If the government’s experts are to be believed, most of this country’s mineral wealth is on private land ($80 billion of $194 billion is on the conservation estate). And there would be nothing like the public reaction to mining on private land that there is on protected conservation land.
So, why the mad plan to take those limited parts of the conversation estate that have been specifically protected from mining because of their outstanding natural value and let mining companies come in to rip them up?
Obviously, National just wants to do favours for its mining industry allies. So, why would the mining companies be so keen on this particular land – what’s so different about mining on public land when there is so much sitting on private land?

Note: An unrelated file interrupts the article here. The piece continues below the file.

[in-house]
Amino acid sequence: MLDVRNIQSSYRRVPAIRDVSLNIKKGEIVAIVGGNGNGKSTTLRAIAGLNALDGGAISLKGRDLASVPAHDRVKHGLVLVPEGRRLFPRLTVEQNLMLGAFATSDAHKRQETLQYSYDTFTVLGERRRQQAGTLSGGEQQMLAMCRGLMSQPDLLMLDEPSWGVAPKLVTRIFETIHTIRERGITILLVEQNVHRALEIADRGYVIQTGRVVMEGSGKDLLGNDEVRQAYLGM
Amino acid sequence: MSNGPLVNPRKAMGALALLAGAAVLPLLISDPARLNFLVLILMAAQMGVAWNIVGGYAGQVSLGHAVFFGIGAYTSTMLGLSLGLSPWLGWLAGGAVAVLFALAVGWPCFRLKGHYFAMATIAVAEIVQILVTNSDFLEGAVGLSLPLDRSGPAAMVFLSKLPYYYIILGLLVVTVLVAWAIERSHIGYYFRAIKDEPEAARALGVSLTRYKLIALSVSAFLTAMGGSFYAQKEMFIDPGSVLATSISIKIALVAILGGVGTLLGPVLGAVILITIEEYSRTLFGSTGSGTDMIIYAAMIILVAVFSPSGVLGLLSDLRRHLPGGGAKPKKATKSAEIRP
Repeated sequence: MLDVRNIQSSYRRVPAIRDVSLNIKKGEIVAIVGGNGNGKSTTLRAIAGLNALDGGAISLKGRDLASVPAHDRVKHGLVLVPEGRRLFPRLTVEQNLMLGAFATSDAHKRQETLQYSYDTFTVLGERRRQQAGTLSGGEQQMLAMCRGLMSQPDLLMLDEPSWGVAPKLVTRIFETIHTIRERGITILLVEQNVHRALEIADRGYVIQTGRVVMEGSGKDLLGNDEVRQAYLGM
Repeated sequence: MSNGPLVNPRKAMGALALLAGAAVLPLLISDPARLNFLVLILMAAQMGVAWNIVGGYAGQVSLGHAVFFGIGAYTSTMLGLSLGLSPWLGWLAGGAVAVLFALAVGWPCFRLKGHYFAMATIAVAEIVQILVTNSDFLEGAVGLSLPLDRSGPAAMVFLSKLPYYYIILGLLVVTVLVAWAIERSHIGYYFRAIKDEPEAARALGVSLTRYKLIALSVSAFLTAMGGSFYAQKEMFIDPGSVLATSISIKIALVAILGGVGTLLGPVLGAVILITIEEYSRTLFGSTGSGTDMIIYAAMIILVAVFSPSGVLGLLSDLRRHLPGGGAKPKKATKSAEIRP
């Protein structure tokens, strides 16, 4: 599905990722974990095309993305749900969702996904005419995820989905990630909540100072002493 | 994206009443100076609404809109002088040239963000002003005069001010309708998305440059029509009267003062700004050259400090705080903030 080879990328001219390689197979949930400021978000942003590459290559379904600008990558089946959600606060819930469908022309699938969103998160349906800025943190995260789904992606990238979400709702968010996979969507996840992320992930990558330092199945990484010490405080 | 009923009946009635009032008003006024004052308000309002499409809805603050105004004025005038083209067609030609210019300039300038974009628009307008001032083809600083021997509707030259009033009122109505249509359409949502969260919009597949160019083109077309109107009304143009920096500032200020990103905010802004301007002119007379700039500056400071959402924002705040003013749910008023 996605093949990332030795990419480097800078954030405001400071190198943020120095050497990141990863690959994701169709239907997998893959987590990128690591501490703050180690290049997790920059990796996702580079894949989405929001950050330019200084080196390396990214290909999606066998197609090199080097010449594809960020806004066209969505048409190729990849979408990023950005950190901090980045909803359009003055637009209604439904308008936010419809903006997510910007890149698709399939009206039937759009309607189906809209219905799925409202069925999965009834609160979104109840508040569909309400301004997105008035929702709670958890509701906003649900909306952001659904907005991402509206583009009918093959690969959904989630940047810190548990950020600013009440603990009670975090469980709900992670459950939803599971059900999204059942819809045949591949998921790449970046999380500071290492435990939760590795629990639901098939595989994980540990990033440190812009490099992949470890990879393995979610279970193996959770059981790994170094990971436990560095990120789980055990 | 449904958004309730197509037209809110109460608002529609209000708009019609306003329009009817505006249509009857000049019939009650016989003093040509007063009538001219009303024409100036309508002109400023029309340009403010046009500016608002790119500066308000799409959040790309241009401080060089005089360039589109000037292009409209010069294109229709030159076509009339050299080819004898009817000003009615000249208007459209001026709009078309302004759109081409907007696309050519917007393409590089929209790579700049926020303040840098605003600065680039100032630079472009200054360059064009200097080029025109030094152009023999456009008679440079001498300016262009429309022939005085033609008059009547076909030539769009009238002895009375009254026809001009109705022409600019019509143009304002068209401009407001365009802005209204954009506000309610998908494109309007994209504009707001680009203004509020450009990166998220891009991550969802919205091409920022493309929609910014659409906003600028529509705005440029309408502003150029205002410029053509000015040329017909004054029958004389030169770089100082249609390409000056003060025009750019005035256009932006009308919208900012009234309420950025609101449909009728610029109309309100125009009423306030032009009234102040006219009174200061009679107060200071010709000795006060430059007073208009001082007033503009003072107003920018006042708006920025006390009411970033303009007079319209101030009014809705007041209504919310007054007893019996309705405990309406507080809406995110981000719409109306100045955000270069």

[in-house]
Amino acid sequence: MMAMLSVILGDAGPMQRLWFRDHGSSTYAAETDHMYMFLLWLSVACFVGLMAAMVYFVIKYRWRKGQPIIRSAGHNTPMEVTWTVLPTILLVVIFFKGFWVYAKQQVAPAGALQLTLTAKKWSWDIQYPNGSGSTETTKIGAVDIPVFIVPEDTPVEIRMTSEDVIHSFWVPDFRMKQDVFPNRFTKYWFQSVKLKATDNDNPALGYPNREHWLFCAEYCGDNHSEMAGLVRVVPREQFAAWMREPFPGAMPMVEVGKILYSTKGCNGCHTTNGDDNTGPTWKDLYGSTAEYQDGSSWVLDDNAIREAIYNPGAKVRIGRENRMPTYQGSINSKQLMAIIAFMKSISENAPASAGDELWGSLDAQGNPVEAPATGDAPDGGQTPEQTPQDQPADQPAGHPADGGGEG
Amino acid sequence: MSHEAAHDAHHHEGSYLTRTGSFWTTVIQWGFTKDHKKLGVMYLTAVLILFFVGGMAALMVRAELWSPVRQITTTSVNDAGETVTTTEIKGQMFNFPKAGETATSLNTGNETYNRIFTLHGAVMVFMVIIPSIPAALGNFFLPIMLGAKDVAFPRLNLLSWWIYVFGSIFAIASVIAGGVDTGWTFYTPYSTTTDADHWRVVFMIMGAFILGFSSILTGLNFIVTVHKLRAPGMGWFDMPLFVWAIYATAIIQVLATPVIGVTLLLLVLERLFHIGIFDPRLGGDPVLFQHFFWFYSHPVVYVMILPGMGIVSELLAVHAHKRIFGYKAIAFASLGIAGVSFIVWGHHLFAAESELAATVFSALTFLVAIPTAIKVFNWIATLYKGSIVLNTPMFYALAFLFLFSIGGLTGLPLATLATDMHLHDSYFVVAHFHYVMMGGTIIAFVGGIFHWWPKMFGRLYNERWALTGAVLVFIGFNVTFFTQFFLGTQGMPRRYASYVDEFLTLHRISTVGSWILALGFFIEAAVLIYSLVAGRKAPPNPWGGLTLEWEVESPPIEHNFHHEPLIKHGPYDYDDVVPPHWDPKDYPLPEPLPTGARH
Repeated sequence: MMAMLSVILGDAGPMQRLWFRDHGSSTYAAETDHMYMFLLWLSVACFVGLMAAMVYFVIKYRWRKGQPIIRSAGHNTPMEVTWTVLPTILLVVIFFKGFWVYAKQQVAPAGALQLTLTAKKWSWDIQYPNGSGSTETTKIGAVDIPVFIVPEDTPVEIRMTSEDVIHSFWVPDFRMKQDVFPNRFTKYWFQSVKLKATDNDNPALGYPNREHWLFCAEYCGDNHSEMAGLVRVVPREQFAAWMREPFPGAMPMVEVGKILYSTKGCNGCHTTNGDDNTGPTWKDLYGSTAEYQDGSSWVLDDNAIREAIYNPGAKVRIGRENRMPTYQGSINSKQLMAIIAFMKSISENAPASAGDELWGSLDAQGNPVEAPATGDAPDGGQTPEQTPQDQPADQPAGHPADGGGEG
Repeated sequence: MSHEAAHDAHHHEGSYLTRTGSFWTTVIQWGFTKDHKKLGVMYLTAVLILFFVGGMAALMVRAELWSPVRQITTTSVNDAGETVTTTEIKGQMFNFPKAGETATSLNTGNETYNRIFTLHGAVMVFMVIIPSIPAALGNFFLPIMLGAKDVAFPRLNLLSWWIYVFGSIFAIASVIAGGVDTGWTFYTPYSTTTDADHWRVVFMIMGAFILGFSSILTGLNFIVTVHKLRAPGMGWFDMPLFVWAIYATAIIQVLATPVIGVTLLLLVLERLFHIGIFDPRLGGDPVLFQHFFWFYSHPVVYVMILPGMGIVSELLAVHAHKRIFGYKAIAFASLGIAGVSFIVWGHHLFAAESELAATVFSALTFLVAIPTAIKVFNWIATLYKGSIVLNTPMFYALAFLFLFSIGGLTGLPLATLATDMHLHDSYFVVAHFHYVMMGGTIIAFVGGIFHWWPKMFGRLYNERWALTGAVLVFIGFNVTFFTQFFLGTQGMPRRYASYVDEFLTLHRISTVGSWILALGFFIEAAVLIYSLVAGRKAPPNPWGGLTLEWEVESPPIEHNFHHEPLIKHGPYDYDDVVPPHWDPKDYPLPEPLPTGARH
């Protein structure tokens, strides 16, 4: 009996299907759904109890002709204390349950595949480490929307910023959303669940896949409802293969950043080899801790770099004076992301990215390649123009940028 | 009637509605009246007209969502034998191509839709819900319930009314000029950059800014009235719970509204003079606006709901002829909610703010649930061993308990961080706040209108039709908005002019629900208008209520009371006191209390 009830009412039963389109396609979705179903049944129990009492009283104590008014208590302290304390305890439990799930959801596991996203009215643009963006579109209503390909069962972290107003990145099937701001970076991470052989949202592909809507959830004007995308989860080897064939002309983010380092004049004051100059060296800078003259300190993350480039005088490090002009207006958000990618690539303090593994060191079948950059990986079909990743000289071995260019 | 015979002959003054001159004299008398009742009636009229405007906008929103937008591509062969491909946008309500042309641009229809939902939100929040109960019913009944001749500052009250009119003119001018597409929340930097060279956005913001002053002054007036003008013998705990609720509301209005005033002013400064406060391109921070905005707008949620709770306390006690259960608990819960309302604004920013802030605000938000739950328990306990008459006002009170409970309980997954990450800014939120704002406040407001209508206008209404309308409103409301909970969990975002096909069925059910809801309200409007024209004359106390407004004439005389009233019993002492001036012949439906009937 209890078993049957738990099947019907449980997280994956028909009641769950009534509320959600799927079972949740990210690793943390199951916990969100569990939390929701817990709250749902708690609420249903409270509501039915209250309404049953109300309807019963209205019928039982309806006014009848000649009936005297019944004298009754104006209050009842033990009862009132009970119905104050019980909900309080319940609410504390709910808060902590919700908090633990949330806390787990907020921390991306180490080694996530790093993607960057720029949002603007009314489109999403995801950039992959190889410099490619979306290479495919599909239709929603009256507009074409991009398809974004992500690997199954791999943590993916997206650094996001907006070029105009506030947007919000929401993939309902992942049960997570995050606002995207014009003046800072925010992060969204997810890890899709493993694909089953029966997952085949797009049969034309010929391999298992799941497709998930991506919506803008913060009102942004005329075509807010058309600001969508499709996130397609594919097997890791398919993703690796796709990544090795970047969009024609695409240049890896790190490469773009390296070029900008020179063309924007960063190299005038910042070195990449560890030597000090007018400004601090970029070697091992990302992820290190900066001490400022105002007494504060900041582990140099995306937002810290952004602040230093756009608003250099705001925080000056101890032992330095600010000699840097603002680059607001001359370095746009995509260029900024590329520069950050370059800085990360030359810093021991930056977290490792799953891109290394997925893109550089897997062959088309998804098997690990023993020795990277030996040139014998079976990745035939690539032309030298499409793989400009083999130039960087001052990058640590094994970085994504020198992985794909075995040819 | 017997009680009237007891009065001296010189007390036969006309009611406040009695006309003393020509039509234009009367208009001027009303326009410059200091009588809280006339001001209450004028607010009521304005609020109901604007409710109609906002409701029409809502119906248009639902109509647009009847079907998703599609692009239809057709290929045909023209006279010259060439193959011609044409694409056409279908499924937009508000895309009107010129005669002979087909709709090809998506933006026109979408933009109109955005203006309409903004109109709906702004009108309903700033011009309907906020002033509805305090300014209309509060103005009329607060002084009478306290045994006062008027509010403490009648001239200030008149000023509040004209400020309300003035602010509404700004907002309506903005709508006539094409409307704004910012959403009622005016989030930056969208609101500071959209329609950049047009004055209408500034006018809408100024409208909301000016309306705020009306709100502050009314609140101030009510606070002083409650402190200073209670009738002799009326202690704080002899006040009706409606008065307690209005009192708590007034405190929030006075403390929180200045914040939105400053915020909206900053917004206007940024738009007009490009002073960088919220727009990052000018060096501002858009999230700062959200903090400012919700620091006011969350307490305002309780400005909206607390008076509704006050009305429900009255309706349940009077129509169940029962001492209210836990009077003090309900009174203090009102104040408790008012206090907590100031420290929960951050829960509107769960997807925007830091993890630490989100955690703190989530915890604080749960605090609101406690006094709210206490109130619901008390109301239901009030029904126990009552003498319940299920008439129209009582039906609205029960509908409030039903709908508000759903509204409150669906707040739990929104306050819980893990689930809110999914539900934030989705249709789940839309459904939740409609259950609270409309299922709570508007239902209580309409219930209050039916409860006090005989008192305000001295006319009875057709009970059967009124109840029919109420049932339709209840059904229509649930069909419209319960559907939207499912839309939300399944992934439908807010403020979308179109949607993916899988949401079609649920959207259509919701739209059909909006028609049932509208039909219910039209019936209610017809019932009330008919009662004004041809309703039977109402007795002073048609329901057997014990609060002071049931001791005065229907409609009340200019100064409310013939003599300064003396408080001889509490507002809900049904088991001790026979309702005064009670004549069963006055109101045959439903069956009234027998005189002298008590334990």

If a mining company came to you and said ‘there’s gold under your property, we want to dig it up’ you might say a flat ‘no’ or you might say ‘ok, for a price’. You’re not just other people come in to your land, dig up the value beneath and walk away with the profits. You’re going to make sure you get a slice of the action with a lease or something similar.
That’s going to eat into the mining companies’ profits. But if they mine on public land, in all National’s protestations of the benefits of mining have you heard them mention leases? No. Sure, the miners pay a royalty on the minerals but they pay that if the minerals are on private land too.
Mining on private land: Sales revenue minus production costs minus lease minus royalty minus corporate tax minus = profits
Mining on public land: Sales revenue minus production costs minus royalty minus corporate tax minus = bigger profits
That’s what’s so important mining in protected land. It’s not that they couldn’t get the minerals elsewhere, it’s that it wouldn’t make them so much money.
Essentially, they’re playing us for saps and bigger profits. Once again, National is campaigning for the privatisation of public wealth.